Fatal Distraction: Maintaining Proper Focus in Chaos

North Korea has apparently attained the ability to produce and test a hydrogen bomb. Headlines to this effect dominated the news on Sunday, September 3, 2017. However, by Wednesday, September 6, 2017, this had virtually disappeared from the front page of CNN. The only reminder of this emergence, with its potentially disastrous consequences, to be found on cnn.com frontpage were a couple of smaller links located under the dominating headline about CNN reading Hillary Clinton’s latest book overnight.  One is left wondering if we, as a nation, have lost our ability to maintain proper focus on critical issues in the international arena.

It is difficult for a leadership team to prioritize efforts and maintain proper focus in the best of times. In our current social and political environment, the cacophony of competing demands generated by crises that appear almost daily and the causes of various interest groups may actually be drowning efforts to gain any sense of national focus. Within the last month alone, the nation has been wracked by a seemingly never-ending barrage of crises: the ongoing Russian probe, Charlottesville, North Korean missile launches, Hurricane Harvey, the attainment of the hydrogen bomb by North Korea, the cancellation of the Deferred Action on Childhood Arrivals (DACA) program, and now the potentially devastating Hurricane Irma rapidly approaching the US coastline. The list of “urgent” issues expands exponentially if one were to simply go back to the beginning of the year.

Maintaining focus on priorities requires the ability to differentiate between the urgent and important. This may have always been difficult, but it seems more elusive or even impossible in the face of growing divisions in the US, identity politics, and the sensationalism of the 24-hour news cycle.  The Monkey Business Illusion is a useful illustration of the difficulties inherent in developing policy and strategy in a complex and dynamic environment. In this case, viewers are asked to count the number of times a set of players pass a ball in a short video. During the scenario, a man in a gorilla suit walks onto the court, a player leaves the court, and the background curtain changes color.  These occurrences are often missed. The opposite is normally true of those who notice the anomalies – they fail to complete the assigned task of counting times the ball is passed by a particular team. It’s all a matter of focus.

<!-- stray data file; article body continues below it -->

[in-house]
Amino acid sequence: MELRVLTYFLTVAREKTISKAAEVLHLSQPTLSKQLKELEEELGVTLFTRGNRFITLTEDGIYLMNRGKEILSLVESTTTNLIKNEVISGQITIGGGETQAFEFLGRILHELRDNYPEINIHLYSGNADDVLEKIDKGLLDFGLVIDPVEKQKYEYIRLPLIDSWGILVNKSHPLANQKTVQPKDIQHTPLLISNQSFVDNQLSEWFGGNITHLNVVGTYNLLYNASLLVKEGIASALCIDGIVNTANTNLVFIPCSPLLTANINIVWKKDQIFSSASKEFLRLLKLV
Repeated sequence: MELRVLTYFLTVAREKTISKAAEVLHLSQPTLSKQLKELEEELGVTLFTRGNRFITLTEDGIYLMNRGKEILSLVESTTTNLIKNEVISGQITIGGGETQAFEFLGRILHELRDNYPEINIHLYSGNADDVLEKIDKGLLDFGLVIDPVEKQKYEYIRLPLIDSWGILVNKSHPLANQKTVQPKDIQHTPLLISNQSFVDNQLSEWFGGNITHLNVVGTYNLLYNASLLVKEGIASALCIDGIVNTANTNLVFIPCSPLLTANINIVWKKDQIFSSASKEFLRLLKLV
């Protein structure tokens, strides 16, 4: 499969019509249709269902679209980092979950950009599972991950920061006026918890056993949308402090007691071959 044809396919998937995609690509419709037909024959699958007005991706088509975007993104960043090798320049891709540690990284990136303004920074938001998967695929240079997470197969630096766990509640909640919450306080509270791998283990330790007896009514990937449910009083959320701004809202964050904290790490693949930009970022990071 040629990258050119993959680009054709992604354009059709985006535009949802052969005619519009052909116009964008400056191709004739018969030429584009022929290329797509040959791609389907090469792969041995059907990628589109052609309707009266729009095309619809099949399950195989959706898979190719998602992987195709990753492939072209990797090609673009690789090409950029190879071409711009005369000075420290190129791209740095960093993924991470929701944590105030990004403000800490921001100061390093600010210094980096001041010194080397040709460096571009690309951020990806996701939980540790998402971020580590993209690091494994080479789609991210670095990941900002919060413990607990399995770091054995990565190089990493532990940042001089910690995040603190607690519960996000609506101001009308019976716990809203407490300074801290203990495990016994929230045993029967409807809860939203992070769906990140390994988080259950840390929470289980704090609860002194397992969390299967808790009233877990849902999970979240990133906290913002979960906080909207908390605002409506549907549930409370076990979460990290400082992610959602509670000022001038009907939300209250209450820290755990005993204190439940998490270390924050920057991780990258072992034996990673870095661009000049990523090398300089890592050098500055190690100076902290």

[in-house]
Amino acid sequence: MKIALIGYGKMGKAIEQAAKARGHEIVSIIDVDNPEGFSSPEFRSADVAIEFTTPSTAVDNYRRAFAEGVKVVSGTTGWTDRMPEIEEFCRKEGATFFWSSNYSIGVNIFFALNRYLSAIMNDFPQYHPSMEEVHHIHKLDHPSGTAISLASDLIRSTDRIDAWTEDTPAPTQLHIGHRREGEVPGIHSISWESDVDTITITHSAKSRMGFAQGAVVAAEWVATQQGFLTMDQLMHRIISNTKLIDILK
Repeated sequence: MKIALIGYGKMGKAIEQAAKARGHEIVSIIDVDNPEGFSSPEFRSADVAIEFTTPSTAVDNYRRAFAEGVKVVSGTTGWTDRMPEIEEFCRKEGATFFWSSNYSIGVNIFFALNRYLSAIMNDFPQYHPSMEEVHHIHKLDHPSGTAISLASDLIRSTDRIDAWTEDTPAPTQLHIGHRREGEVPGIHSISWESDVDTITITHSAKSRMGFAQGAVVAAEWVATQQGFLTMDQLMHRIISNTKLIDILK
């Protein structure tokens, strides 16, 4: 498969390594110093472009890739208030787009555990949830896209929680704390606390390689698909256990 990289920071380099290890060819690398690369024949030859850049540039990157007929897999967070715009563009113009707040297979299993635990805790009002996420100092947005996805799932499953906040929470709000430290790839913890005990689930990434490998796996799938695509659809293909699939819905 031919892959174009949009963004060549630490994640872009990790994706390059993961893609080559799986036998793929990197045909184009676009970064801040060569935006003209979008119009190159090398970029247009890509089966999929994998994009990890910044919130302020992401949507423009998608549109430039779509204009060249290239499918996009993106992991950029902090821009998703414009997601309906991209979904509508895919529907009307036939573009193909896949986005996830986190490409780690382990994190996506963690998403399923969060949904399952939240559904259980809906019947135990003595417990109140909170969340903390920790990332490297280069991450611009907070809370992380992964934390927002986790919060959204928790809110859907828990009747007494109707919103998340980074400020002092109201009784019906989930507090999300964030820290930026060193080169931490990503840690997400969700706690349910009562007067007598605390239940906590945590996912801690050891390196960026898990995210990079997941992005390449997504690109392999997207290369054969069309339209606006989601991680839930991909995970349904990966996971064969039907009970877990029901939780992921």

Of course, all of the occurrences mentioned above would be noticed by a team of observers with clearly coordinated responsibilities. That’s easy enough for a short scenario which involves watching a video – arguably a linear event lacking complexity. Translated into US foreign policy and strategy development, coordinating efforts to focus on what is important (and maybe even urgent at the same time) while avoiding distractions is exponentially more difficult. This becomes more apparent when one considers that the US must respond to North Korea obtaining the hydrogen bomb and potentially the means for delivery, continue the battle to destroy ISIS, determine the proper means for going forward in Afghanistan, monitor the crisis in Venezuela and develop options, counter Russian aggression, and interact with a more assertive China. This is an incomplete list of issues in the international sphere and doesn’t even consider the myriad domestic issues that face our leaders daily.

The decisions made, or not made, to deal with these intense issues in the coming months will have long-lasting effects. The question remains: will the US be able to avoid distractions, effectively focus its efforts, and convince the general public and the world that its policies and strategy are correct? Or will we succumb to fighting the latest headline?

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